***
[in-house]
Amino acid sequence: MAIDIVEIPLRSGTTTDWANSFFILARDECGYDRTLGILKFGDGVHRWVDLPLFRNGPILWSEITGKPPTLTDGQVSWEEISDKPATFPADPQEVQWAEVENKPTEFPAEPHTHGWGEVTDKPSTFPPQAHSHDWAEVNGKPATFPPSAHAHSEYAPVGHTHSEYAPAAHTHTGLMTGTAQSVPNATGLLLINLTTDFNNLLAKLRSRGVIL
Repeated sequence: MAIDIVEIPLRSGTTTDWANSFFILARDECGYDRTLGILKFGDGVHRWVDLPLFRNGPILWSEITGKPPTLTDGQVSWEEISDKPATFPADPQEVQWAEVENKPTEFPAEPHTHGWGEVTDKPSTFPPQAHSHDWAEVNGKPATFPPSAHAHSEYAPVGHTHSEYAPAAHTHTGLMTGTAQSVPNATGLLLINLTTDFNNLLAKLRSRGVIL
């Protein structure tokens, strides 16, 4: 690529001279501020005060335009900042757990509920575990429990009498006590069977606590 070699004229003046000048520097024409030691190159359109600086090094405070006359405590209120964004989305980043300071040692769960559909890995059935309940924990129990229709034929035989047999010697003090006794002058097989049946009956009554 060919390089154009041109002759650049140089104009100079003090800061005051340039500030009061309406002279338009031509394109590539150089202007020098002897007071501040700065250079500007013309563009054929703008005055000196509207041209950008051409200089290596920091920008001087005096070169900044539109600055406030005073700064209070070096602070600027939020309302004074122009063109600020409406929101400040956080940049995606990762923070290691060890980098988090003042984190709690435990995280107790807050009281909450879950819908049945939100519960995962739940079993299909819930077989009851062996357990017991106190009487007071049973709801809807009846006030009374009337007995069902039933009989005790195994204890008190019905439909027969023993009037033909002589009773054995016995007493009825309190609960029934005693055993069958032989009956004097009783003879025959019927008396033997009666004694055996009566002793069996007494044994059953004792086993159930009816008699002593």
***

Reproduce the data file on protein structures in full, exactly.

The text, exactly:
[in-house]
Amino acid sequence: MAIDIVEIPLRSGTTTDWANSFFILARDECGYDRTLGILKFGDGVHRWVDLPLFRNGPILWSEITGKPPTLTDGQVSWEEISDKPATFPADPQEVQWAEVENKPTEFPAEPHTHGWGEVTDKPSTFPPQAHSHDWAEVNGKPATFPPSAHAHSEYAPVGHTHSEYAPAAHTHTGLMTGTAQSVPNATGLLLINLTTDFNNLLAKLRSRGVIL
Repeated sequence: MAIDIVEIPLRSGTTTDWANSFFILARDECGYDRTLGILKFGDGVHRWVDLPLFRNGPILWSEITGKPPTLTDGQVSWEEISDKPATFPADPQEVQWAEVENKPTEFPAEPHTHGWGEVTDKPSTFPPQAHSHDWAEVNGKPATFPPSAHAHSEYAPVGHTHSEYAPAAHTHTGLMTGTAQSVPNATGLLLINLTTDFNNLLAKLRSRGVIL
């Protein structure tokens, strides 16, 4: 690529001279501020005060335009900042757990509920575990429990009498006590069977606590 070699004229003046000048520097024409030691190159359109600086090094405070006359405590209120964004989305980043300071040692769960559909890995059935309940924990129990229709034929035989047999010697003090006794002058097989049946009956009554 060919390089154009041109002759650049140089104009100079003090800061005051340039500030009061309406002279338009031509394109590539150089202007020098002897007071501040700065250079500007013309563009054929703008005055000196509207041209950008051409200089290596920091920008001087005096070169900044539109600055406030005073700064209070070096602070600027939020309302004074122009063109600020409406929101400040956080940049995606990762923070290691060890980098988090003042984190709690435990995280107790807050009281909450879950819908049945939100519960995962739940079993299909819930077989009851062996357990017991106190009487007071049973709801809807009846006030009374009337007995069902039933009989005790195994204890008190019905439909027969023993009037033909002589009773054995016995007493009825309190609960029934005693055993069958032989009956004097009783003879025959019927008396033997009666004694055996009566002793069996007494044994059953004792086993159930009816008699002593």